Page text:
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Archived - Scientific Team Returns from Experimental Mission in the Arctic - New Insight about Use of Unmanned Technology for Future Arctic Operations

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September 04, 2014 - Ottawa, ON, Defence Research and Development Canada

A team of Department of National Defence (DND) scientists, technicians, and project staff have returned from a successful mission to test unmanned technology in Arctic conditions, the first time such an experiment has been undertaken in an Arctic environment.

The Canadian Armed Forces Joint Arctic Experiment (CAFJAE) Scientific Team, led by Defence Research and Development Canada (DRDC), conducted a total of 34 experiments at Canadian Forces Station (CFS) Alert, using two unmanned ground vehicles and one unmanned air vehicle, to address some of the challenges the Canadian Armed Forces (CAF) faces when operating in the Arctic, where infrastructure and population are sparse and where it is expensive to keep staff to operate and maintain equipment.

Quick Facts

  • The Joint Arctic Experiment 2014 team of 14 military and civilian DND personnel carried out experiments from August 18 to 26, 2014, at CFS Alert, Nunavut. 
  • Search and rescue, hazard mitigation, and communication capabilities were tested to determine if unmanned systems could be viable options to support future CAF operations.
  • The Joint Arctic Experiment examined issues such as: how to deploy these vehicles to the remote North; how this technology performs in the Arctic environment; and, how unmanned systems can extend the CAF’s ability to operate in this remote area. This will provide unique insight into new capabilities that might contribute to the CAF’s commitment to operating in the Canadian Arctic.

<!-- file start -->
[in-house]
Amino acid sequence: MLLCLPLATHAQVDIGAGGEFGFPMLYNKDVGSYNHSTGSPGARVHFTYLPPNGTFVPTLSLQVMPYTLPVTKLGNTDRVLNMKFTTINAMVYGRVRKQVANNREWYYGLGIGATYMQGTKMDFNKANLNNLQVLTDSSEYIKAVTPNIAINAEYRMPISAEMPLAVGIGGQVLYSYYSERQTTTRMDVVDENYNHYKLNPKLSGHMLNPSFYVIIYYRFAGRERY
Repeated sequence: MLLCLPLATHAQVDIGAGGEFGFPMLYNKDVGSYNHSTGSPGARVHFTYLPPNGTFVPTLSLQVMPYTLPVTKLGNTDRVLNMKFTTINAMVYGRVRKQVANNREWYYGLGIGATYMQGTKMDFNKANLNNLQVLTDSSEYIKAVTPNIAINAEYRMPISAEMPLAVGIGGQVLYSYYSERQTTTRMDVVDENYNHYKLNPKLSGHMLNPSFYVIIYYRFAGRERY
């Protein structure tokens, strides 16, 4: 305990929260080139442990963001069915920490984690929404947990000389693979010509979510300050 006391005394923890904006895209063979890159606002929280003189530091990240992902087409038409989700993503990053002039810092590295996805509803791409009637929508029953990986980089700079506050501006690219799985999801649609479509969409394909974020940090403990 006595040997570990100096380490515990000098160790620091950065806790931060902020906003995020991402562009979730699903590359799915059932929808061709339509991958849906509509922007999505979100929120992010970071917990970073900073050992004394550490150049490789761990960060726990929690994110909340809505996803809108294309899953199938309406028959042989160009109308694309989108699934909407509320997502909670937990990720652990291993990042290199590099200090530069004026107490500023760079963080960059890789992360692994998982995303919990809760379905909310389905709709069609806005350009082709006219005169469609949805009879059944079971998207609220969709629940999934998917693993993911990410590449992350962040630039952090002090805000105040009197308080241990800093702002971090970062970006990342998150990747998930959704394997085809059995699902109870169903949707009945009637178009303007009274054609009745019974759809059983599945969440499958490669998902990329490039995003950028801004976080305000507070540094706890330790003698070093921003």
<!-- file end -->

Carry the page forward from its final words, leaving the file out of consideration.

• The CAF already uses unmanned vehicles for a range of missions, including responding to chemical, biological, radioactive, nuclear and explosive incidents, as well as to perform surveillance activities.


“I would like to extend my congratulations to the entire CAFJAE team for their innovative initiative of repurposing military research technology to advance Canada's ability to operate better in our Arctic. Our Government recognizes the importance of Canada’s Arctic, and the need for the Canadian Armed Forces to have the ability to operate in challenging Arctic conditions.”

Honourable Rob Nicholson, Minister of National Defence

“Experimental missions like CAFJAE are important in our quest to find new ways to meet the demands required to successfully carry out military operations in Canada’s Arctic.  This experimental mission in Alert clearly demonstratesthe potential opportunities and challenges that come with operating this technology.  It greatly benefits not only theCanadian Armed Forces, but also our government partners in the North.”

Dr. Marc Fortin, Assistant Deputy Minister, Science and Technology, Department of National Defence

“Unmanned systems offer many potential benefits to the Canadian Armed Forces, but we must carefully study the strengths and weaknesses of these technologies before moving forward.  Our CAFJAE experience in Alert has shown that this technology could support some difficult tasks the CAF might need to complete in the Arctic.  The project team deployed vehicles into situations that might be dangerous or difficult for a Canadian Armed Forces responder at a remote location to support search and rescue and hazardous material operations.  For the team, the best lessons identify the real-world challenges the Arctic poses to these systems. These are lessons that guide our research and form our recommendations to the Canadian Armed Forces.”

Dr. Simon Monckton, Lead Scientist CAFJAE 2014, Defence Research and Development Canada

Associated Links

CFS Alert
Defence Research and Development Canada

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The CAFJAE unmanned ground vehicle team operates the Multi-Agent Tactical Sentry (MATS) UGV to deliver a sensor package at CFS Alert.

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